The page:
Tuesday, February 19, 2008

Hump Day Hmm - What Would Angela Say?

Hump Day Hmm
With only one day notice (!! - I like to ponder topics ad nauseum before I post), here is the scenario that I will pontificate upon for this week's Hump Day Hmm, sponsored by Julie Pippert's Using My Words:
You're having coffee with some of your playgroup mom friends when one tells you she has the funniest story. "Some dad wanted in our playgroup," she laughs, "I told him no boys allowed. He was disappointed, but having a man would be too awkward, and anyway, our group is full, don't you think?" What do you think? What do you say?
Right now, our family consists of a WOHM (work outside the home mom) and a SAHD (stay at home dad - I know, these acronyms make my head spin as well), so this is the perfect scenario for me to blow my top over. So here's what I think. I've lived my life as minority and as a woman and have experienced plenty of discrimination, from being called "Chinky" in school, to being asked why I don't have an accent, to comments that women should be secretaries, etc. Excluding someone based solely on sex is discrimination, plain and simple. What is the focus of the playgroup? To get together on the commonality of having children of the same age. Basically, being a parent. Moms and dads face the same parenting challenges, especially in this day and age. I don't know of a dad who doesn't change diapers, get up in the middle of the night or juggle family and work. For the small and brave group of stay at home dads, it is even more important to network with other parents to keep their sanity. Doug has made some connections with other dads from our preschool and sports activities, but the moms mostly keep to themselves. Where does this woman get off? Are we still in junior high school? Do you think he'll start hitting on us or something? What is discussed in the playgroup that couldn't include men? Do we discuss intimate details of our sex lives? Menstrual cycles? Trash our husbands mercilessly? No (hopefully not)! We talk about the latest exasperation that our children has thrown at us. So maybe it would be slightly awkward to include a man at first, but having a different point of view can only be an asset to the group. This sort of intolerance is totally unacceptable and I would seriously consider leaving the group if she continued to be closed-minded about it. It's not that I don't believe in ladies only activities (we need to set up another ladies' night out, Jennifer), but a playgroup is about kids and parents, not just moms.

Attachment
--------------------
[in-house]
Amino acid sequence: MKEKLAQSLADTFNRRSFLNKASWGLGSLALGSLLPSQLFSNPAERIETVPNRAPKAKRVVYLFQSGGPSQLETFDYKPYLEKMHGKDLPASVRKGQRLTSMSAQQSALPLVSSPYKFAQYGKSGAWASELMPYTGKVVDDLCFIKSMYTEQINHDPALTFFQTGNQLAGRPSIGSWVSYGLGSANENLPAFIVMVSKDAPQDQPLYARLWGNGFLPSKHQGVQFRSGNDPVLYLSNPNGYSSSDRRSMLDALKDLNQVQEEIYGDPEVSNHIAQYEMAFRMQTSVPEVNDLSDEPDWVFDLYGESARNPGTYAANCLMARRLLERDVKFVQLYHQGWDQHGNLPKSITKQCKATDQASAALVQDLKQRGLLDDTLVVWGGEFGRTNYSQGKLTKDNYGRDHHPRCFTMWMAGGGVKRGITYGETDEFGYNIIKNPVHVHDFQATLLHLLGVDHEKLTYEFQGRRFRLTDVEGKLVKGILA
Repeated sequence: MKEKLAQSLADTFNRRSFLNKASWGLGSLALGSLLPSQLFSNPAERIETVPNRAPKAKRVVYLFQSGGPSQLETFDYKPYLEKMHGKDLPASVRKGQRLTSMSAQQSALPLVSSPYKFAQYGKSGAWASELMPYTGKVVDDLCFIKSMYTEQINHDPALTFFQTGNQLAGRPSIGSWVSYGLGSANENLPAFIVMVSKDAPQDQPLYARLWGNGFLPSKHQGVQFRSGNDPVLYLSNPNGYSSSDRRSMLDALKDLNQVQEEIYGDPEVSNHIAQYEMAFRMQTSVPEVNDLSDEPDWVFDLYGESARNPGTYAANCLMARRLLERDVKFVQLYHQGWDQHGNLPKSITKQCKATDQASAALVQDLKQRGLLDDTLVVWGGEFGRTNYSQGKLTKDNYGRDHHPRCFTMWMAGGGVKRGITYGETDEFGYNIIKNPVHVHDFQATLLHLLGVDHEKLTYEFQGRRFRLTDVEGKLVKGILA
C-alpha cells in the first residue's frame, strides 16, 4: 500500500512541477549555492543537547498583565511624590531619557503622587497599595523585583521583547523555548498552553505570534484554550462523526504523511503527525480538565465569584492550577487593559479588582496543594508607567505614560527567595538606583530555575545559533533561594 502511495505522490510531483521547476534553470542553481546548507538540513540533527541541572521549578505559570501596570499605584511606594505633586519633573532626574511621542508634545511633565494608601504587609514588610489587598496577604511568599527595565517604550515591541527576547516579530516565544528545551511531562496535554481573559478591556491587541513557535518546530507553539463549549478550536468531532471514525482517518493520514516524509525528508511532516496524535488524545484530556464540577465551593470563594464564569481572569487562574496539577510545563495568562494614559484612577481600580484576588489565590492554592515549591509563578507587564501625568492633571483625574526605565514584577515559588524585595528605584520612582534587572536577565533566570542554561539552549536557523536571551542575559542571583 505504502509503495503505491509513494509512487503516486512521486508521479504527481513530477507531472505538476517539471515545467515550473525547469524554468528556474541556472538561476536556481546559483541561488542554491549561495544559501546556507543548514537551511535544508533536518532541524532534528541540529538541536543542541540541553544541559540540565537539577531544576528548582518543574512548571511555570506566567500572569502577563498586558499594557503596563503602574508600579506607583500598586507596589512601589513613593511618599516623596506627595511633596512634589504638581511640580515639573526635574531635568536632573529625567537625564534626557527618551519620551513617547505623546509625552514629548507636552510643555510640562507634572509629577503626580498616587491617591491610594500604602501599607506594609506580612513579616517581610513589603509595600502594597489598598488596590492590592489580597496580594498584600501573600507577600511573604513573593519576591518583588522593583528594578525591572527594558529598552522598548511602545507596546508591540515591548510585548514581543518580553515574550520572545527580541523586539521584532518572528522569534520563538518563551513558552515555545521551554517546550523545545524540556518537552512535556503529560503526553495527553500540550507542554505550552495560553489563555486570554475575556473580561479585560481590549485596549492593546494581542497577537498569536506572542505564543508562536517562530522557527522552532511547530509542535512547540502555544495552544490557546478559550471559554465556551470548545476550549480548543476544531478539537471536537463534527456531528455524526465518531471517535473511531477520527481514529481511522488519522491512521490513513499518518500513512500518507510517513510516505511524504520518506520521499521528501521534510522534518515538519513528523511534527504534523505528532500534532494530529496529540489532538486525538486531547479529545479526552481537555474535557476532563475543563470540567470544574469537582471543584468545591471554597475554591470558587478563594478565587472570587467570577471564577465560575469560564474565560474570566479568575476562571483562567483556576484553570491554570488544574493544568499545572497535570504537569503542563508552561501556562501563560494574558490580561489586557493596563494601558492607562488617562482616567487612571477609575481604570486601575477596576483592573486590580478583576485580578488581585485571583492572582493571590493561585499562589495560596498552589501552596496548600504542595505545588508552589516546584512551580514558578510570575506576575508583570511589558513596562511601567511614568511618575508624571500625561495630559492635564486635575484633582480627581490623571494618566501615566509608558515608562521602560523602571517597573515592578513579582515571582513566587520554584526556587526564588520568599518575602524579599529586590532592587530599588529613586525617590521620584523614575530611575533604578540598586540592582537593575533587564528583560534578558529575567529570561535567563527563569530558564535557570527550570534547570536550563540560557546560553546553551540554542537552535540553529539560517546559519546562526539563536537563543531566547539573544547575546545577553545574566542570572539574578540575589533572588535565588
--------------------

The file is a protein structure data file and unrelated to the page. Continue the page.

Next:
What I would say is a totally different story. I'm not one to pick a fight and I usually like to mull it over for a while before I confront someone. It would probably go something like this:
Well, I don't think we need to exclude men necessarily, after all they're parents as well. Do you think his kids would get along with ours? Don't you think guys should be involved in their kids' activities?
Ah yes, ever so polite, none of those fuming words in my head making it out of my mouth. Divert the attention to the benefit for the children. At least I have the blog where I can rant about it!


Bigqueue said...

Here, here.....I'm a guy, and while I'm not a stay-at-home dad, I am a dad none the less, and always darn involved with my kids....I agree with you 1000%!

My take on all of this is sexism and racism sort of stuff is this.....how can we say we want and have equality if we don't actually treat people as equals and just look past this sexism/racism.